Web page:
Date of Award


Degree Type

Selective Evidence-Based Medicine Review

Degree Name

Master of Science in Health Sciences - Physician Assistant


Physician Assistant Studies

Department Chair

Laura Levy, DHSc, PA-C


OBJECTIVE: The objective of this selective EBM review is to determine whether or not “Does sertraline decrease depression in patients who suffered a traumatic brain injury (TBI)?”

STUDY DESIGN: Review of three randomized controlled trials (RCTs) published in English between 2009-2016.

DATA SOURCES: One RCT and two double-blind, placebo-controlled, RCTs found via PubMed evaluated the benefit of the antidepressant drug, sertraline (Zoloft), in decreasing depression in patients who suffered a TBI.

OUTCOMES MEASURED: Main outcomes were measured using the DSM-IV, Hamilton Rating Score for Depression (HAM-D)6 , Beck Anxiety Inventory (BAI)6 , and the Life-3 quality of life (QOL)6 , Mini-International Neuropsychiatric Interview7 , Patient Health Questionnaire-9 (PHQ-9)9 and World Health Organization QOL (WHOQOL)9 .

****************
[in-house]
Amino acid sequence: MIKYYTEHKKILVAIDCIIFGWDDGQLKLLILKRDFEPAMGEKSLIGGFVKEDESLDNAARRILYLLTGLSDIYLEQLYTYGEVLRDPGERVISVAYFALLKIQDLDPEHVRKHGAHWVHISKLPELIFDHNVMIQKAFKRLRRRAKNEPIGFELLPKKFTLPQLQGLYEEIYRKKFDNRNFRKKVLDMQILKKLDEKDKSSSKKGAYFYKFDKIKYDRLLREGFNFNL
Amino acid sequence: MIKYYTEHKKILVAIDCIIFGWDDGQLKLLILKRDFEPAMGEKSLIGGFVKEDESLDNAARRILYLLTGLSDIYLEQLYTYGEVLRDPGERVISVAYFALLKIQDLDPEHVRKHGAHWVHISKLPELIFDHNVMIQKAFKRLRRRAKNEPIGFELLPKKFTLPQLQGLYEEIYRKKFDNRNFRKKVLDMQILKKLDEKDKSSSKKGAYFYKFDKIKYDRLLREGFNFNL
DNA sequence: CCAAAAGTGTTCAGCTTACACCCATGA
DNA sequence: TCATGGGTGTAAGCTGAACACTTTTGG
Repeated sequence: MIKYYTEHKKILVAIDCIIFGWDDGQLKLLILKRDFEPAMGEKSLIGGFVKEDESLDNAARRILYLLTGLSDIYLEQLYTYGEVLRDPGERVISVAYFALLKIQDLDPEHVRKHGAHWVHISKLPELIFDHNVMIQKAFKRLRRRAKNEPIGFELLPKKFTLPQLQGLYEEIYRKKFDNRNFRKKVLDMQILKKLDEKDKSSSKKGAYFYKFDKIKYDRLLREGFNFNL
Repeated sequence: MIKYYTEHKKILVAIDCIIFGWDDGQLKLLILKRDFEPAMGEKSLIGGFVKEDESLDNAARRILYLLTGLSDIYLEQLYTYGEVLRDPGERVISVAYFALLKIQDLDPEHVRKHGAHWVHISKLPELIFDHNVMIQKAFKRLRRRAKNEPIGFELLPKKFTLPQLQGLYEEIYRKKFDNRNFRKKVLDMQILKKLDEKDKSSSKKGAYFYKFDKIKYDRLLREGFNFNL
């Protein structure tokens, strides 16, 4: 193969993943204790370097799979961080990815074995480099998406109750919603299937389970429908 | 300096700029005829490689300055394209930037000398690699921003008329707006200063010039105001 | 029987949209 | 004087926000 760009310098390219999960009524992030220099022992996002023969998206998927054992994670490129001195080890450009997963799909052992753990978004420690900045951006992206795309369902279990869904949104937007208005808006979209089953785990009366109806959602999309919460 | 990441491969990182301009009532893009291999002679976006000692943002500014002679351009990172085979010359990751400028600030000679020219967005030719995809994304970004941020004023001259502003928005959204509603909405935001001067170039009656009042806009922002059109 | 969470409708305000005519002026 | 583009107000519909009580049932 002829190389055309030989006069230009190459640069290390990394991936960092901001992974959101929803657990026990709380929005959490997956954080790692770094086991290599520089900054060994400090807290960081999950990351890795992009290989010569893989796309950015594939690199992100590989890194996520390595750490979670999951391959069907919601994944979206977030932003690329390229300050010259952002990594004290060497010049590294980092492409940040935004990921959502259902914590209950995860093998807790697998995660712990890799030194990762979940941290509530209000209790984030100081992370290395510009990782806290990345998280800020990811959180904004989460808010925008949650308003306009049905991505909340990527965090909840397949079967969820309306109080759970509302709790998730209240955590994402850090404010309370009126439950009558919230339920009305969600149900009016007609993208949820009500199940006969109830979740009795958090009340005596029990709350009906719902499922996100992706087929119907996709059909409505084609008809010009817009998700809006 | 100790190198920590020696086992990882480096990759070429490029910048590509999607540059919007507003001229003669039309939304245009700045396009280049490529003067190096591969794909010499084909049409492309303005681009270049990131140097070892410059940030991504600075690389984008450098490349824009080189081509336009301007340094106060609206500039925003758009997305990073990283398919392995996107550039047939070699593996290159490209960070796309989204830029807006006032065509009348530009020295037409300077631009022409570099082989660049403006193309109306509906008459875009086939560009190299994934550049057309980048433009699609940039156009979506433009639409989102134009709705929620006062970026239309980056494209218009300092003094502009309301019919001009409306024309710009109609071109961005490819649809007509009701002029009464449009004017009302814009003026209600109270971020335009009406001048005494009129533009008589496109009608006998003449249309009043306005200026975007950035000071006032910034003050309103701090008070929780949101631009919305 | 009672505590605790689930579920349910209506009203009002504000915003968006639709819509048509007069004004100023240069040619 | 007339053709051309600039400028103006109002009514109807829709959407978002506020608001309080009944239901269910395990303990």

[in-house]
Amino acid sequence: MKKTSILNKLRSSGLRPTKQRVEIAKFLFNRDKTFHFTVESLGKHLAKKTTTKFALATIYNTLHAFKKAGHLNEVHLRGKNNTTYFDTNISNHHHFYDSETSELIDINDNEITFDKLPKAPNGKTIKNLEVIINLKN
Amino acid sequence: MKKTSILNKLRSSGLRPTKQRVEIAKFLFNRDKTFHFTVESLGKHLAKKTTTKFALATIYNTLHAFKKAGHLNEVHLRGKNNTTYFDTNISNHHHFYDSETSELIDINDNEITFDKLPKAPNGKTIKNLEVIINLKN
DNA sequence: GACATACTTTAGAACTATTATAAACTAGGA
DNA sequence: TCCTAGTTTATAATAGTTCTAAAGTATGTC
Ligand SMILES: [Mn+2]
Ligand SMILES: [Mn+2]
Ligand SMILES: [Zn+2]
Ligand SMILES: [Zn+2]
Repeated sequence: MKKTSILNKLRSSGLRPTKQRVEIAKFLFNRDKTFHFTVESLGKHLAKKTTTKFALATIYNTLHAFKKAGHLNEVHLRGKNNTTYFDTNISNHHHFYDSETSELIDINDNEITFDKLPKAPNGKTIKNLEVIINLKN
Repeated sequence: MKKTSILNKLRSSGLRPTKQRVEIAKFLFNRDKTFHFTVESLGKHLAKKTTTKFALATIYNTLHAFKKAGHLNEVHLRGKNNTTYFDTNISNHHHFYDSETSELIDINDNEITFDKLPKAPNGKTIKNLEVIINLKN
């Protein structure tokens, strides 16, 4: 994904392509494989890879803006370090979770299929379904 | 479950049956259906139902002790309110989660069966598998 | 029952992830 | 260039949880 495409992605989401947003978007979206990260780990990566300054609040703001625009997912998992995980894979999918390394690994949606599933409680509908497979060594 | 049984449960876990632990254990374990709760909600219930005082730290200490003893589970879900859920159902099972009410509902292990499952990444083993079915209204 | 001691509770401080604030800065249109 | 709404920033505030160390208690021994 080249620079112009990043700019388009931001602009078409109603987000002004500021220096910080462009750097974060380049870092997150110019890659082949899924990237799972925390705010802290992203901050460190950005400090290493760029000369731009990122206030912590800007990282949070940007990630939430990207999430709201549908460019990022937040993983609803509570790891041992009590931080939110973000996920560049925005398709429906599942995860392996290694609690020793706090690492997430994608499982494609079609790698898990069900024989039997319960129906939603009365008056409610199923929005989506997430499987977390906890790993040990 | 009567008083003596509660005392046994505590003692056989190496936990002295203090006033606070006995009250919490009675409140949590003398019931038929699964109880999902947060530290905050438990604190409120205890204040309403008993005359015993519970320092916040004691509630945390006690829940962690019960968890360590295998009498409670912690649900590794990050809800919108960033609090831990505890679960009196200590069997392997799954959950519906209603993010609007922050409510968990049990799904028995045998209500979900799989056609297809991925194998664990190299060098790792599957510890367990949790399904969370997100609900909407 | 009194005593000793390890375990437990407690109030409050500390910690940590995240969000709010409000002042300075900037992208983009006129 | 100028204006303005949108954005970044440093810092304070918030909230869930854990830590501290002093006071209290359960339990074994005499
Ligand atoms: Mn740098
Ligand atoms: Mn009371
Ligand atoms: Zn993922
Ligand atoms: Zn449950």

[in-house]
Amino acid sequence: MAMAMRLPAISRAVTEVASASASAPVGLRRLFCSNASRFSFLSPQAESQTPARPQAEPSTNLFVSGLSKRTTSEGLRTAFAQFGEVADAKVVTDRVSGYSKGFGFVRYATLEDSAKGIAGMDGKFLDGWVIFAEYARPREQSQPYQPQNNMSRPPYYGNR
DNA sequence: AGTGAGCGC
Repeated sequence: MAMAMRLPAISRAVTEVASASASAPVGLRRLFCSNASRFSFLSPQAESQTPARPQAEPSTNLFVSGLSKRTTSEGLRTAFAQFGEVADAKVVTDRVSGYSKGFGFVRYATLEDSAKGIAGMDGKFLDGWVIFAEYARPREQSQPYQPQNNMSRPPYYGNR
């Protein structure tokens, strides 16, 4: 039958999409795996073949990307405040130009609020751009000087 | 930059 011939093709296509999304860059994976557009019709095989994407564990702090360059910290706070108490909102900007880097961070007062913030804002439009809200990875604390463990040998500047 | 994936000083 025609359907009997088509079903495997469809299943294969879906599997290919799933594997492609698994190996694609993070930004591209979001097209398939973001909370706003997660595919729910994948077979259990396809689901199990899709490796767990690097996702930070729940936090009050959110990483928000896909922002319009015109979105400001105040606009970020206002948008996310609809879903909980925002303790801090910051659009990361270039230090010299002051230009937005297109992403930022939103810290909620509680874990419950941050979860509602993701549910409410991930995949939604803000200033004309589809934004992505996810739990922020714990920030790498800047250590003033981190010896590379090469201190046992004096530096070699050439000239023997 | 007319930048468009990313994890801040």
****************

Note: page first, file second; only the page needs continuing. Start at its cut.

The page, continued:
RESULTS: Ashman, Cantor, Gordon, et al.6 found that 59% of patients receiving sertraline were treatment responders with a NNT=4 x 2 =3.1 and p=0.08, making these findings statistically insignificant. Jorge, Acion, Burin et al. 7 reported that the likelihood of post-TBI depression was 4.6 times more likely in the placebo group than in the group receiving sertraline with a NNT=6, NNTB=4, and the NNH=73, (p=0.03). Ansari, Jain, Sharma et al.9 recorded an improvement of 9.55 in mean PHQ-9 scores from baseline (p= 0.04) and a 16.3-22.1% improvement in mean WHOQOL scores from baseline in the group receiving sertraline, with statistically significant differences in WHOQOL domains 1-3.

CONCLUSIONS: There was evidence in all 3 studies to support the benefits of sertraline in decreasing post-TBI depression. However, only two studies provided statistically significant data. Based on the findings in the two studies that reported data with statistical significance, sertraline does decrease depression in patients who suffered a TBI. More specifically, there is also significant evidence that supports the prophylactic use of sertraline to prevent post-TBI depression.